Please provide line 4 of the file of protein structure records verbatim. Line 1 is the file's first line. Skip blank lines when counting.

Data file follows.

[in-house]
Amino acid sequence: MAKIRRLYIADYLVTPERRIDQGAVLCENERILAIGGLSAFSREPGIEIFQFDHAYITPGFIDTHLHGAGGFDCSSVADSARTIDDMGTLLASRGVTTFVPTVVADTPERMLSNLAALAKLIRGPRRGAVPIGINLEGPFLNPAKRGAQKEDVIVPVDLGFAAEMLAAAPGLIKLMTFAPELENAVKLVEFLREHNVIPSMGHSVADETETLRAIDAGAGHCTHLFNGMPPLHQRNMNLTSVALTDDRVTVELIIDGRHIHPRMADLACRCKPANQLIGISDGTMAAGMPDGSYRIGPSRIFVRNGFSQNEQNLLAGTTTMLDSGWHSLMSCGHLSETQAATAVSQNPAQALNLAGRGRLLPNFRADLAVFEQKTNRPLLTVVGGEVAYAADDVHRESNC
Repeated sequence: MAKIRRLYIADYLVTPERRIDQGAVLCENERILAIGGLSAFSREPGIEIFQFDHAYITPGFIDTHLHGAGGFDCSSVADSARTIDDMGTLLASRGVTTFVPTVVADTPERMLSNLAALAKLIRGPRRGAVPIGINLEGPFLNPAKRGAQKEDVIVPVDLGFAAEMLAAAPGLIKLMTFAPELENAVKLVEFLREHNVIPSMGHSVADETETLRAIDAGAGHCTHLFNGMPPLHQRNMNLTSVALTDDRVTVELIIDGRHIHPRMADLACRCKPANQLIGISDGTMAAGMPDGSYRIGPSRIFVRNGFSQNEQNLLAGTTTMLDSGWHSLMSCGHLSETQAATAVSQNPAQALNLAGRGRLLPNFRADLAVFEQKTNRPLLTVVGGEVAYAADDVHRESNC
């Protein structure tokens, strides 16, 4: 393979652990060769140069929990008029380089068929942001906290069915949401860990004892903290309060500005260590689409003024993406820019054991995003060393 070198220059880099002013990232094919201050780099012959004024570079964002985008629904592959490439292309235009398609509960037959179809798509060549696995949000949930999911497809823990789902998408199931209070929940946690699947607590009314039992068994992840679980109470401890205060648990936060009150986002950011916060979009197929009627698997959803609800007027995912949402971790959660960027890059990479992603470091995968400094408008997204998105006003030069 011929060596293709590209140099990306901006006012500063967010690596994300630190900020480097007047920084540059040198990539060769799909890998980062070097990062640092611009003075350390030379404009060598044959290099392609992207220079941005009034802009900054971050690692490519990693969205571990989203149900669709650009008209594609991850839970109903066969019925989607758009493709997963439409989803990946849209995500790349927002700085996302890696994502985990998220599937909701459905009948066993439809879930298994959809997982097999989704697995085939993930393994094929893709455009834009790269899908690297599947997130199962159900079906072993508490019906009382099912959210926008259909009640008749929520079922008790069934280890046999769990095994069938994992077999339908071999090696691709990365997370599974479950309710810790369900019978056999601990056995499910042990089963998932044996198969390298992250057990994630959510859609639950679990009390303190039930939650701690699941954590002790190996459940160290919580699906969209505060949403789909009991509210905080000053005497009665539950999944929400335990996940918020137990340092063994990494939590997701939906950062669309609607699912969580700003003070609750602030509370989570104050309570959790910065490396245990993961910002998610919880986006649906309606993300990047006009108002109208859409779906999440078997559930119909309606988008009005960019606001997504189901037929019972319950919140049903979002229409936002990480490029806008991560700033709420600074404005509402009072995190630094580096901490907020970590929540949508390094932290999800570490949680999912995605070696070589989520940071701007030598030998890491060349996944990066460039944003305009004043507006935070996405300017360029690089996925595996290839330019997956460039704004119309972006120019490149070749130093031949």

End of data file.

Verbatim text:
């Protein structure tokens, strides 16, 4: 393979652990060769140069929990008029380089068929942001906290069915949401860990004892903290309060500005260590689409003024993406820019054991995003060393 070198220059880099002013990232094919201050780099012959004024570079964002985008629904592959490439292309235009398609509960037959179809798509060549696995949000949930999911497809823990789902998408199931209070929940946690699947607590009314039992068994992840679980109470401890205060648990936060009150986002950011916060979009197929009627698997959803609800007027995912949402971790959660960027890059990479992603470091995968400094408008997204998105006003030069 011929060596293709590209140099990306901006006012500063967010690596994300630190900020480097007047920084540059040198990539060769799909890998980062070097990062640092611009003075350390030379404009060598044959290099392609992207220079941005009034802009900054971050690692490519990693969205571990989203149900669709650009008209594609991850839970109903066969019925989607758009493709997963439409989803990946849209995500790349927002700085996302890696994502985990998220599937909701459905009948066993439809879930298994959809997982097999989704697995085939993930393994094929893709455009834009790269899908690297599947997130199962159900079906072993508490019906009382099912959210926008259909009640008749929520079922008790069934280890046999769990095994069938994992077999339908071999090696691709990365997370599974479950309710810790369900019978056999601990056995499910042990089963998932044996198969390298992250057990994630959510859609639950679990009390303190039930939650701690699941954590002790190996459940160290919580699906969209505060949403789909009991509210905080000053005497009665539950999944929400335990996940918020137990340092063994990494939590997701939906950062669309609607699912969580700003003070609750602030509370989570104050309570959790910065490396245990993961910002998610919880986006649906309606993300990047006009108002109208859409779906999440078997559930119909309606988008009005960019606001997504189901037929019972319950919140049903979002229409936002990480490029806008991560700033709420600074404005509402009072995190630094580096901490907020970590929540949508390094932290999800570490949680999912995605070696070589989520940071701007030598030998890491060349996944990066460039944003305009004043507006935070996405300017360029690089996925595996290839330019997956460039704004119309972006120019490149070749130093031949």